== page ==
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Vacation Smart! 7 Reasons to Stay Away from Timeshares.


By: Fidelity Bank

Vacation Smart! 7 Reasons to Stay Away from Timeshares.

7 Reasons Why Timeshares Are a Bad Investment

Before you make a commitment to buy anything, consider these seven reasons why it might be a bad deal.

  1. You Might Be Talked Into Something You Can’t Afford
    Salespeople will make owning a timeshare sound like a can’t-miss opportunity. Don’t get caught up in the hype. Timeshare agents will generally show you their best – and highest priced – offer first and then lean in hard for the sale. They’ll likely tell you how much money you can save over a lifetime with a timeshare. Of course, they don’t factor in financing charges or other fees when making this pitch. And they’re hoping you don’t realize that you can often find affordable resort vacation packages on travel sites without the commitment a timeshare requires.

    Before you sign anything, do your own research. Don’t automatically believe the timeshare agent. They just want to make a sale.
  1. Timeshare Financing Has High Interest Rates
    Timeshares can be expensive, and most people end up financing at least a portion of the purchase. Unfortunately, you can’t finance a timeshare with a traditional mortgage because you’re not buying an actual piece of property. Mortgage lenders generally require property as collateral.

    So, what are your options? You can finance through the timeshare company, get a personal loan, use your credit card, or money from a home equity loan. If you go with the timeshare company, expect the interest rate to be between 15% and 20%, significantly higher than a traditional home loan.

    With interest rates that steep, it will be hard to make any money on a timeshare investment. You also won’t benefit from the typical real estate or tax deductions that come with a more traditional home purchase.
  1. Rising Maintenance Fees Can Get Costly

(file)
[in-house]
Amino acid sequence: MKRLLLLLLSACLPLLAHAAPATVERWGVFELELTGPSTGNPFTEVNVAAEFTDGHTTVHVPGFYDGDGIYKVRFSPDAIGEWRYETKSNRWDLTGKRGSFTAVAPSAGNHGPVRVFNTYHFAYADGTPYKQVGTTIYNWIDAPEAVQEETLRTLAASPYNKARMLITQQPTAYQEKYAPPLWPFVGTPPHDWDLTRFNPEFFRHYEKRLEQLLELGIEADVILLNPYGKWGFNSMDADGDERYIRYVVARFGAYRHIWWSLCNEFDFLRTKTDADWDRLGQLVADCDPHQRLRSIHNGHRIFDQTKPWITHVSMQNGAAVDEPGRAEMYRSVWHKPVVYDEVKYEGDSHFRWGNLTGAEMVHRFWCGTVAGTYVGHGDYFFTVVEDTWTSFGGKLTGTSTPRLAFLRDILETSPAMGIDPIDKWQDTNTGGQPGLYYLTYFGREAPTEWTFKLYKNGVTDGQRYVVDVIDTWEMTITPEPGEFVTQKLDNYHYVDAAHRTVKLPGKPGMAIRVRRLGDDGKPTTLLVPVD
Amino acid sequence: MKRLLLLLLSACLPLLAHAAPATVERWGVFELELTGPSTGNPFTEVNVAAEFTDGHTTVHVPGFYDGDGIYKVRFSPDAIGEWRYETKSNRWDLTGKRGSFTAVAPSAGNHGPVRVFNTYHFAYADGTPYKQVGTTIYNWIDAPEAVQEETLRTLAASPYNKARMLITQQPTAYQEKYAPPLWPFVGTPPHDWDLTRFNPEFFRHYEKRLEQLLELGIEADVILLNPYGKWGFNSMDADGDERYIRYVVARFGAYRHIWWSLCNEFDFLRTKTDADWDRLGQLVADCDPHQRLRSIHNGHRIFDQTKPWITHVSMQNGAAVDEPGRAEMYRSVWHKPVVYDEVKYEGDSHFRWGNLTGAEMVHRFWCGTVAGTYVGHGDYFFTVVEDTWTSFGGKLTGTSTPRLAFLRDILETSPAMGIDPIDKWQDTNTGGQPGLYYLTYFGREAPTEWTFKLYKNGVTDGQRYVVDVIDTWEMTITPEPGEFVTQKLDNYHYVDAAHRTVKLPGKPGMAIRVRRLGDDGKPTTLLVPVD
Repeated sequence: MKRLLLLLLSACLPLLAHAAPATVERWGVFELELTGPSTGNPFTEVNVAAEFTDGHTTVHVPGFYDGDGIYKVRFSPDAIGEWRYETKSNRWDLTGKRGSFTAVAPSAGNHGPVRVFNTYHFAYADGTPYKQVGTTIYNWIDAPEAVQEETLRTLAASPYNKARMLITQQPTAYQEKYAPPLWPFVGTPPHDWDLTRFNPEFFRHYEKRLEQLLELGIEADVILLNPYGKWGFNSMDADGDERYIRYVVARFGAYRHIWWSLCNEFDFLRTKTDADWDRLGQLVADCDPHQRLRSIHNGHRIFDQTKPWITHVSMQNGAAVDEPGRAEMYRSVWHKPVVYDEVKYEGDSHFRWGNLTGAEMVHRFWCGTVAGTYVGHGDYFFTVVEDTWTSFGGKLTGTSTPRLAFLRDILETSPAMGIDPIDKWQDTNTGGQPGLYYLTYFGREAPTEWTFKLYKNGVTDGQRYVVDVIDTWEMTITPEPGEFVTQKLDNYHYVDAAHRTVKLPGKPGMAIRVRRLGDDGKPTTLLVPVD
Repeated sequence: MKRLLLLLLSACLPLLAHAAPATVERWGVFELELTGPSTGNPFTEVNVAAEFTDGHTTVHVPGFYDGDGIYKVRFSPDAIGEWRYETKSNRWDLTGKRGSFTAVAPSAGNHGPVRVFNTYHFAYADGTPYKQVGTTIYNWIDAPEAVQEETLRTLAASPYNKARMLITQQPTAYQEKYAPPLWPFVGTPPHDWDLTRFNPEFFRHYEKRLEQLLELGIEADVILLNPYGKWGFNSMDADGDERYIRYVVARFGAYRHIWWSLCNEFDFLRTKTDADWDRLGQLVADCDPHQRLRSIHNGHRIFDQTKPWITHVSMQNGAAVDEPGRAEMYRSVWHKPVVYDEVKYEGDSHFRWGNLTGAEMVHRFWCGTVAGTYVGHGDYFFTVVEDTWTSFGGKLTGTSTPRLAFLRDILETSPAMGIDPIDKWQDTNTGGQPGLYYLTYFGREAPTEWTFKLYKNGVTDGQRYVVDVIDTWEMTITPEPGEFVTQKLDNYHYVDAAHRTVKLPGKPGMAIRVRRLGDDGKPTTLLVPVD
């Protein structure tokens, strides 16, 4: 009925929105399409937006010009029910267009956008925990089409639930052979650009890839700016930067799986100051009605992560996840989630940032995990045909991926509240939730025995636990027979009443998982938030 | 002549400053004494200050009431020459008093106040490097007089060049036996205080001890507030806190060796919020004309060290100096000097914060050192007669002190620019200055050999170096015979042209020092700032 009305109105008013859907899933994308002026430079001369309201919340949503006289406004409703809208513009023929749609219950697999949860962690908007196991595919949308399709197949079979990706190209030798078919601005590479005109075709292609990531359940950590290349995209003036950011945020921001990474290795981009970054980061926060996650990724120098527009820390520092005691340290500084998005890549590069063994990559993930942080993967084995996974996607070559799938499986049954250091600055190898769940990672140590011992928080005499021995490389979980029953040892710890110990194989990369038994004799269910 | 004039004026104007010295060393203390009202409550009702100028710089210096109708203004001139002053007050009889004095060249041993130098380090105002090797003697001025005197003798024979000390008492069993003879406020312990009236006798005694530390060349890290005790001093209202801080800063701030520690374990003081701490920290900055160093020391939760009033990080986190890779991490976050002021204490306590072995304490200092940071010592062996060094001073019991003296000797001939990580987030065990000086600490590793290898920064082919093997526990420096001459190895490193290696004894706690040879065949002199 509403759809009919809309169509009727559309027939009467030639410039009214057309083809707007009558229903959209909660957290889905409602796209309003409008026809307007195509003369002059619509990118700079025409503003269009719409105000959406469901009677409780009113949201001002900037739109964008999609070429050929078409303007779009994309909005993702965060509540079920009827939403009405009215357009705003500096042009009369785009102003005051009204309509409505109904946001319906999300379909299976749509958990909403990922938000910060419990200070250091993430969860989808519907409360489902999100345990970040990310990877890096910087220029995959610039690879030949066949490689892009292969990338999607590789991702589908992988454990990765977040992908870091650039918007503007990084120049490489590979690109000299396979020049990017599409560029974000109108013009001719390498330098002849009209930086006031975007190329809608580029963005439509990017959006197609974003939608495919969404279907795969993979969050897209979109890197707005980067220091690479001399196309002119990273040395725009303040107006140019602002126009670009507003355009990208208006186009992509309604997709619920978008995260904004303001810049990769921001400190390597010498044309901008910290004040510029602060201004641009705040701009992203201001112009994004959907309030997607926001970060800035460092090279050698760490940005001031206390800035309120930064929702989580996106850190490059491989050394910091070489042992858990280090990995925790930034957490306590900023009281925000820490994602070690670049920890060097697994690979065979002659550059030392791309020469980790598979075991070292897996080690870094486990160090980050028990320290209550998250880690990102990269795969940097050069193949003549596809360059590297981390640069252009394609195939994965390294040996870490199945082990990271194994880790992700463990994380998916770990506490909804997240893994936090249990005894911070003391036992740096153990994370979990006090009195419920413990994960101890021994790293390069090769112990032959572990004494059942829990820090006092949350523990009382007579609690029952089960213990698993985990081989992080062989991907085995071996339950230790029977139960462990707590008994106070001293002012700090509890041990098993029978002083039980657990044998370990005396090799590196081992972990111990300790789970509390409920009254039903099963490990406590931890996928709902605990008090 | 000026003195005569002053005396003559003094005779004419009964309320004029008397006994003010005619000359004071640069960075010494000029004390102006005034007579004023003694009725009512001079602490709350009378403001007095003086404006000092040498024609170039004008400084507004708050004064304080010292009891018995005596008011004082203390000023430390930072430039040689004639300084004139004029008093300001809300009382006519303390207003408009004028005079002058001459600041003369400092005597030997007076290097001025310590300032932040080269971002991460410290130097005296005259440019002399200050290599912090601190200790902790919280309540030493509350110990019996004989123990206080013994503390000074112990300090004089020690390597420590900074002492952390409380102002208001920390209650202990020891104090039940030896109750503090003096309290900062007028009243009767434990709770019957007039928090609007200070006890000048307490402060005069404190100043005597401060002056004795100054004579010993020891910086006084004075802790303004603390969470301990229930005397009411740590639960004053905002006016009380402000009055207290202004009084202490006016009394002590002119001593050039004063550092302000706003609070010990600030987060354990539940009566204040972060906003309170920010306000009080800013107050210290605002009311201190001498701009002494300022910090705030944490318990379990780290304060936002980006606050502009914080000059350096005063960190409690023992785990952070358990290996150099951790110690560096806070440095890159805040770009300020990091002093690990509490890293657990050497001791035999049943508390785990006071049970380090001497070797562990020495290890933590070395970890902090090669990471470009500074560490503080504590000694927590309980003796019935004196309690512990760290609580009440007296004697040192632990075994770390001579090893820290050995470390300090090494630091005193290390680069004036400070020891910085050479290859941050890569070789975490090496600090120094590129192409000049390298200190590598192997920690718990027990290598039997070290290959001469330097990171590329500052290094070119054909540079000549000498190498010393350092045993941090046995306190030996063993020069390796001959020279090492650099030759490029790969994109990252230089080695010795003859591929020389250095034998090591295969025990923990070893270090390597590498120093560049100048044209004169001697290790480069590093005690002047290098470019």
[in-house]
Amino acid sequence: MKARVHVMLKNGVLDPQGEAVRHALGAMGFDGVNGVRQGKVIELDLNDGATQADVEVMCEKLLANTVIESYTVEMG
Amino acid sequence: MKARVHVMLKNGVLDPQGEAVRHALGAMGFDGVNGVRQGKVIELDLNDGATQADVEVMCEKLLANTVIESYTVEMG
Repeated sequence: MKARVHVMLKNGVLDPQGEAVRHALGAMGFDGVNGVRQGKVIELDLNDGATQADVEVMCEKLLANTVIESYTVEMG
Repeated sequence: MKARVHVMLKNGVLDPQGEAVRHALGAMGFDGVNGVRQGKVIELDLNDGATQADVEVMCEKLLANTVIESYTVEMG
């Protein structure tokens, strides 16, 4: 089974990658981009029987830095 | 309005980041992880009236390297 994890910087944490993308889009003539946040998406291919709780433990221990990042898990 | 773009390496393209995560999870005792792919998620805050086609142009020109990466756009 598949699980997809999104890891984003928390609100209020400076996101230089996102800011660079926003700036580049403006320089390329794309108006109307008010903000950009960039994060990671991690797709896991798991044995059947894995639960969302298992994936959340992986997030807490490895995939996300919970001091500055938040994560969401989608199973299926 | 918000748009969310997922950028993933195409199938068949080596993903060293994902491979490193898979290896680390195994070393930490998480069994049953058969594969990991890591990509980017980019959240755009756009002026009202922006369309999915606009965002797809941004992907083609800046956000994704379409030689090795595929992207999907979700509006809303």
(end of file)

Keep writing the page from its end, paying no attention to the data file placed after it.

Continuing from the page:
Purchasing the timeshare isn’t your only expense. You’ll need to pay annual maintenance costs, which cover the operating costs of the property. Depending on the size and location of the timeshare property, these annual dues can be substantial, sometimes in the thousands of dollars. What’s worse, the fees aren’t fixed and generally increase a few percent every year. As fees rise, some owners may not be able to pay them, which can lead to a decline in the vacation property’s quality.

    Consider this: If you put the money you’d spend on timeshare maintenance fees in a savings account, you could have a nice little vacation fund. 
  1. The Value of the Timeshare Won’t Increase
    Unlike most real estate, timeshares are a depreciating asset, which means they don’t increase in value. It doesn’t make financial sense to put money into something that will be worth less in the future.

    If you decide to sell your timeshare, you’ll be competing with folks who are practically giving their timeshares away. There are literally millions of timeshares available on the secondary market, according to the Association of Vacation Owners, an independent advocacy group for timeshare owners.
  1. You Don’t Own Any Property
    As mentioned above, when you buy a timeshare, you don’t own any actual property. What you’re buying is a timeshare interval option, often called “vacation ownership,” which is the right to use a property or a group of properties. The downside is that you don’t have the same rights as when you have the title to a piece of real estate. You can’t modify the property and, in some cases, can’t rent or resell it.

    And if you decide to stay home or vacation somewhere else, you’ll still be obligated to pay for your timeshare – even if you’re not using it.
  1. Timeshares Are Hard to Rent
    Part of the timeshare sales pitch is the promise that you can rent out your timeshare for a big profit. Unfortunately, just the opposite is true. There are thousands of timeshare rental listings, often priced lower than a cheap hotel. If you manage to rent your timeshare, you’ll likely get just a fraction of the money you thought you’d be able to charge.

    Not all timeshare agreements allow you to rent the timeshare and some may have restrictions, which make renting difficult. You’ll end up doing a lot of work for little money.
  1. It’s Difficult to Get Rid of a Timeshare
    If you decide you want out of your timeshare, you’ll find it’s not so easy. Buying a timeshare is a long-term commitment, one that can last decades, and you can’t just walk away or stop paying your annual dues. In some cases, you can give your timeshare back to the resort, but the process can be time-consuming and difficult. It’s not something you should count on.

    If you do manage to sell your timeshare, the price might be shockingly low, and you could end up losing thousands of dollars from what you originally paid.

Alternatives to Timeshares

If you want to vacation in a luxury resort, a timeshare isn’t your only option. Check out services like Expedia, Priceline, Airbnb, and Vrbo, and you’ll find lots of extended-stay properties. You can get many of the same benefits of a timeshare without the long-term financial commitment and hassle.

If you have questions or want help managing your money or savings options, let us help.


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